Posted by Jonathan Maus (Publisher/Editor) on September 18th, 2013 at 10:30 am
The City of Portland has earned a #2 ranking in the first-ever "City Energy Efficiency Scorecard" released yesterday by the American Council For An Energy-Efficient Economy (ACEEE). We came in behind Boston, but ahead of major cities like San Francisco, New York and Seattle (a total of 34 cities were included in the study).
The scorecard ranked each city in five separate categories: local government, community, buildings, utilities, and transportation. Portland placed #1 in the local government and transportation categories. That's not a big surprise given that we have more daily bicycle commuters than any other major American city (and a growing number of low-car residents).
Here are the "Best Practices" the ACEEE listed in the Transportation category:
- Ensure zoning and construction regulations encourage the development of bike, transit, and pedestrian-friendly neighborhoods and commercial areas to help reduce miles traveled by car.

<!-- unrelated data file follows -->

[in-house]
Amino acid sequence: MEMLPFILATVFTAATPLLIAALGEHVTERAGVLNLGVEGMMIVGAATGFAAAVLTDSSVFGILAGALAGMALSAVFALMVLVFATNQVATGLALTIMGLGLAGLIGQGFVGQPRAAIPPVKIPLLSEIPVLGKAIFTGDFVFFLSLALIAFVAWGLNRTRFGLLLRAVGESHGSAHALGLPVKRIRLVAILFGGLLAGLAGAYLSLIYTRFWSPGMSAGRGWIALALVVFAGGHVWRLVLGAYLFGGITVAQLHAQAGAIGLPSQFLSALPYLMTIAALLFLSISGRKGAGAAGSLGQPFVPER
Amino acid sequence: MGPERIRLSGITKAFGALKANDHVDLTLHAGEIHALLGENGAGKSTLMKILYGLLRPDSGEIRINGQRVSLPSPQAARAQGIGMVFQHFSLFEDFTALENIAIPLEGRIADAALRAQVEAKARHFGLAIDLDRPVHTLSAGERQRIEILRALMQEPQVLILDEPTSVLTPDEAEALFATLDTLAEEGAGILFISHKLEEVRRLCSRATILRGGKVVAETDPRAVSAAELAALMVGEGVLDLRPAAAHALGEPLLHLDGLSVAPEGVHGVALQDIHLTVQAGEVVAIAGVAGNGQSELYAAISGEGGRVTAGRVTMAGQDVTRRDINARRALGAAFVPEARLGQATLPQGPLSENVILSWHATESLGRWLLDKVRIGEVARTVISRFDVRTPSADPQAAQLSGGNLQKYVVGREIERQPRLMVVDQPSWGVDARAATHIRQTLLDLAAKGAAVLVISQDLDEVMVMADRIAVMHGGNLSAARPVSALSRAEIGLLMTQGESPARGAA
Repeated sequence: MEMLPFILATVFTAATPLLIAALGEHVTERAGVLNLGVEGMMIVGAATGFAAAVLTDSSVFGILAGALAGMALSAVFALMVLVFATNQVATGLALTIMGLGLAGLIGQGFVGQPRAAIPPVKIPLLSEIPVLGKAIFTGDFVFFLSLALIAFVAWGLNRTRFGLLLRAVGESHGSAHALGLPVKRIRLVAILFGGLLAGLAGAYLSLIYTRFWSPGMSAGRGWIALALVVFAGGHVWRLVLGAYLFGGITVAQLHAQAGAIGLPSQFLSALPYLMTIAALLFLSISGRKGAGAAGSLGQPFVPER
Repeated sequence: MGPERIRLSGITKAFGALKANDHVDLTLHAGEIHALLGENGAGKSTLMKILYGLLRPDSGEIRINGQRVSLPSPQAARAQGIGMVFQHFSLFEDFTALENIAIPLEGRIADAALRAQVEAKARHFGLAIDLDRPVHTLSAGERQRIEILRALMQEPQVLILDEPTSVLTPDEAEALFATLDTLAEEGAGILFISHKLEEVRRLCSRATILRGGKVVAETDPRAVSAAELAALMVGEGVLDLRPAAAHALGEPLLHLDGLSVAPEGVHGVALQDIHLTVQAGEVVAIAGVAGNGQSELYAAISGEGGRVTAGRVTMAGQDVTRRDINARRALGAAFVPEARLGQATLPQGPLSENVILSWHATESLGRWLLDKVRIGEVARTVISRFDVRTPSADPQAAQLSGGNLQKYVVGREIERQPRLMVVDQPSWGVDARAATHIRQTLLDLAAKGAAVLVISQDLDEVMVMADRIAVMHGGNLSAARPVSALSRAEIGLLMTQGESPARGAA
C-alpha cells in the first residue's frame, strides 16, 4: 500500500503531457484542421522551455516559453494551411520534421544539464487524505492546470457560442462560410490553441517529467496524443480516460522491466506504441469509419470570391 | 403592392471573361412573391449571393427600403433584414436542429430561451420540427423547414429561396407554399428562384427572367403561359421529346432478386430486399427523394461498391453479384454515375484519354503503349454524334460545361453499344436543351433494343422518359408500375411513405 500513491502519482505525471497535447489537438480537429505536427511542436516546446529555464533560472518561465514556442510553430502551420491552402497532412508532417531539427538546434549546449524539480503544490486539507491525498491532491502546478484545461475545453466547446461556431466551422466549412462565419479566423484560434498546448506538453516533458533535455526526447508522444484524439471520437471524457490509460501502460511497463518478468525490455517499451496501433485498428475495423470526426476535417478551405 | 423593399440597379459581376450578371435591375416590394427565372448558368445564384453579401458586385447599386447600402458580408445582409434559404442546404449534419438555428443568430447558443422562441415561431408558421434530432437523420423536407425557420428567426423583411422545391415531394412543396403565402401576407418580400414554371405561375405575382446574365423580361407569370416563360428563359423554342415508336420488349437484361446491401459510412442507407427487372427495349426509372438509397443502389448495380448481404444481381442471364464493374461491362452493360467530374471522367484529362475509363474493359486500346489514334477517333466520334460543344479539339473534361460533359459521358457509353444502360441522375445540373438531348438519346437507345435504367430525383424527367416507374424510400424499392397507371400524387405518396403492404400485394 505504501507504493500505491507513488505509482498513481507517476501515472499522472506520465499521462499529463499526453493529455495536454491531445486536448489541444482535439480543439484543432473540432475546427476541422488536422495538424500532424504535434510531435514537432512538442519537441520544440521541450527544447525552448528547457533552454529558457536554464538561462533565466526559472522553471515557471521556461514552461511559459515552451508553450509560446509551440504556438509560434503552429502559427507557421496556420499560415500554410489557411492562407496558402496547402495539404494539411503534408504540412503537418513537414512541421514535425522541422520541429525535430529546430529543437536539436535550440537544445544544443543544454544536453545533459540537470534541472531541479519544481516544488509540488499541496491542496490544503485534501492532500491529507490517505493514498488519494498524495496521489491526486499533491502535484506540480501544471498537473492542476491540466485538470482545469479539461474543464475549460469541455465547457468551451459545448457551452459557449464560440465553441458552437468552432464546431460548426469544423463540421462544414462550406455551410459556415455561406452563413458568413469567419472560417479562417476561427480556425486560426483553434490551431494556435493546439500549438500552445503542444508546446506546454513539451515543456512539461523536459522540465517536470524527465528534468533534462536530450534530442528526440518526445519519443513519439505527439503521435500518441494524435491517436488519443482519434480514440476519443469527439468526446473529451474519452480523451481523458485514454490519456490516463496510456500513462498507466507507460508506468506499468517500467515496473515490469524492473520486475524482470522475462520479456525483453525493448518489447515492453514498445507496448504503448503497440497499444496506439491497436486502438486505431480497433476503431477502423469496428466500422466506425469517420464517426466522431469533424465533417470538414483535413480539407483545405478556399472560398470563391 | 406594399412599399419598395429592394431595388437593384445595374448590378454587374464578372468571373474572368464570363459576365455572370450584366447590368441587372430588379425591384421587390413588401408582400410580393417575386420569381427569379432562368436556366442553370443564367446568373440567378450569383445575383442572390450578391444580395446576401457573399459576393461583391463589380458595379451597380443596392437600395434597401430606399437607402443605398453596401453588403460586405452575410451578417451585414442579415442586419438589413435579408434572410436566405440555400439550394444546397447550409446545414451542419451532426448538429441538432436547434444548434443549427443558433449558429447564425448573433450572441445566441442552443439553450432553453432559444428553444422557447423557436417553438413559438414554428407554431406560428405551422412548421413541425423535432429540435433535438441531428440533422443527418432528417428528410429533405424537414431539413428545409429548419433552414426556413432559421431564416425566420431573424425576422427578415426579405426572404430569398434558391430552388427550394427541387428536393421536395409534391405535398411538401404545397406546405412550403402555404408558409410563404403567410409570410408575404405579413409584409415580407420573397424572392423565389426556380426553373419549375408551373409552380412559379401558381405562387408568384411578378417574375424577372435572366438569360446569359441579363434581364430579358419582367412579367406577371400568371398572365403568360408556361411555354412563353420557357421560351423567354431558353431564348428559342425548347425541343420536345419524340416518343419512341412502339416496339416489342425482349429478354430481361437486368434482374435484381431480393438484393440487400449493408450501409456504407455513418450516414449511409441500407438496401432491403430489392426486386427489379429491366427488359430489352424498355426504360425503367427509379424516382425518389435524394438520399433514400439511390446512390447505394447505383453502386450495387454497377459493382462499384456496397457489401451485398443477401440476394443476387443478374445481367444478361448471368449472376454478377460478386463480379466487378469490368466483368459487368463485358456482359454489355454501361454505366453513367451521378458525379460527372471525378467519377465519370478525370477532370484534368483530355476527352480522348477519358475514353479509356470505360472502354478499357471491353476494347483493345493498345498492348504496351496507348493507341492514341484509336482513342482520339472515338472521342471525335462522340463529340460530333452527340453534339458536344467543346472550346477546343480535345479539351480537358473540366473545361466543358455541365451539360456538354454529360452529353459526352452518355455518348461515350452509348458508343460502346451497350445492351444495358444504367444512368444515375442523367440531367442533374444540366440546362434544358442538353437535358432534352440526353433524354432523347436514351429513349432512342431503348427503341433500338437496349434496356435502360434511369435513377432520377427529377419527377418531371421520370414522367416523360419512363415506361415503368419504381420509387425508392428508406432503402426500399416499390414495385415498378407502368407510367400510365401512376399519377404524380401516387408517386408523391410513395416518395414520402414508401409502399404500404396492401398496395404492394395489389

- Coordinate transportation and land use planning to improve access to energy-efficient transportation options, and provide additional options such as car and bike sharing.
- Increase service levels and funding available for public transit.
- Provide incentives for purchasing efficient vehicles, encourage fuel-saving driving habits, and improve electric vehicle charging infrastructure.
- Encourage greater use of efficient methods for transporting goods, such as rail and water.
Portland Mayor Charlie Hales pointed out that this strong showing comes on the heels of our designation from the United Nations as the "Number 1 Green City in North America." In a press release, Hales said, "From 1990 to today, our population grew from about 440,000 to about 600,000. But our carbon emissions over that same time fell by about 28 percent. We’re pretty proud of that."
Asked specifically how bicycling figures into the city's energy footprint, Mayor Hales said via email, "We're taking a one-size-doesn't-fit-all approach. It's biking and walking. It, bus and light rail and streetcar. It's smart urban design, with livable, walking neighborhoods. It's even paving, because good roads are a factor in increasing fuel efficiency for cars. We can't be satisfied with any one approach. And we're not."
Check out the full infographic and see how other cities stacked up in each category on the ACEEE website.